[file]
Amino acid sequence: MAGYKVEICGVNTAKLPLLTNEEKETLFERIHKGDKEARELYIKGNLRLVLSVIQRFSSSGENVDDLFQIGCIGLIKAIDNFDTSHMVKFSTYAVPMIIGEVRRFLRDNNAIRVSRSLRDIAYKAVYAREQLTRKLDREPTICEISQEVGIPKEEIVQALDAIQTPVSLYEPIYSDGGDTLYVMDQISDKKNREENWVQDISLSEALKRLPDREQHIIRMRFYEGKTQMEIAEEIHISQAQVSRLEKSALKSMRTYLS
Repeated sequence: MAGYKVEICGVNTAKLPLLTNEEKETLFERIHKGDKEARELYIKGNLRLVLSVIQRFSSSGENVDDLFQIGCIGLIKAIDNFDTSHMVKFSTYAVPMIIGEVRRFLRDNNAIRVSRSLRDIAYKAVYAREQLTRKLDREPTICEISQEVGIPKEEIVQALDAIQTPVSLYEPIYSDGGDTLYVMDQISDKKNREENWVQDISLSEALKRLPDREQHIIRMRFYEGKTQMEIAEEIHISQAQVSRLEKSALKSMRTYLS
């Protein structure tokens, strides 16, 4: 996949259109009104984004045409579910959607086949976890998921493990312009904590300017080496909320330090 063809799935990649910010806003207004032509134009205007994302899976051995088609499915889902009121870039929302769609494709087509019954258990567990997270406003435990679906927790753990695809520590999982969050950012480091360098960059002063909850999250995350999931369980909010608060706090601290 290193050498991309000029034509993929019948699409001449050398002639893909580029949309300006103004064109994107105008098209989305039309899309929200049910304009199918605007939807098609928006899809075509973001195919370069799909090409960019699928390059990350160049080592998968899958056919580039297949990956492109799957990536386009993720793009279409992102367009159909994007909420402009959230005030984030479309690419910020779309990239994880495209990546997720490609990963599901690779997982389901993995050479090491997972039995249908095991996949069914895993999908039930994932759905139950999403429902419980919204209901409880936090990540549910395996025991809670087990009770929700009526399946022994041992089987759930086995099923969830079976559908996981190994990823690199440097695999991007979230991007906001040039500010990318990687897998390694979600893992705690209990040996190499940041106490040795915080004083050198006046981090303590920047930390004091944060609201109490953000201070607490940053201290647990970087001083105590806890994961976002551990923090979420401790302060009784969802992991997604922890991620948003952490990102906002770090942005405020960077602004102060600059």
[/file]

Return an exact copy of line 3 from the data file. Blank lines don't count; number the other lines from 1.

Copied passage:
């Protein structure tokens, strides 16, 4: 996949259109009104984004045409579910959607086949976890998921493990312009904590300017080496909320330090 063809799935990649910010806003207004032509134009205007994302899976051995088609499915889902009121870039929302769609494709087509019954258990567990997270406003435990679906927790753990695809520590999982969050950012480091360098960059002063909850999250995350999931369980909010608060706090601290 290193050498991309000029034509993929019948699409001449050398002639893909580029949309300006103004064109994107105008098209989305039309899309929200049910304009199918605007939807098609928006899809075509973001195919370069799909090409960019699928390059990350160049080592998968899958056919580039297949990956492109799957990536386009993720793009279409992102367009159909994007909420402009959230005030984030479309690419910020779309990239994880495209990546997720490609990963599901690779997982389901993995050479090491997972039995249908095991996949069914895993999908039930994932759905139950999403429902419980919204209901409880936090990540549910395996025991809670087990009770929700009526399946022994041992089987759930086995099923969830079976559908996981190994990823690199440097695999991007979230991007906001040039500010990318990687897998390694979600893992705690209990040996190499940041106490040795915080004083050198006046981090303590920047930390004091944060609201109490953000201070607490940053201290647990970087001083105590806890994961976002551990923090979420401790302060009784969802992991997604922890991620948003952490990102906002770090942005405020960077602004102060600059």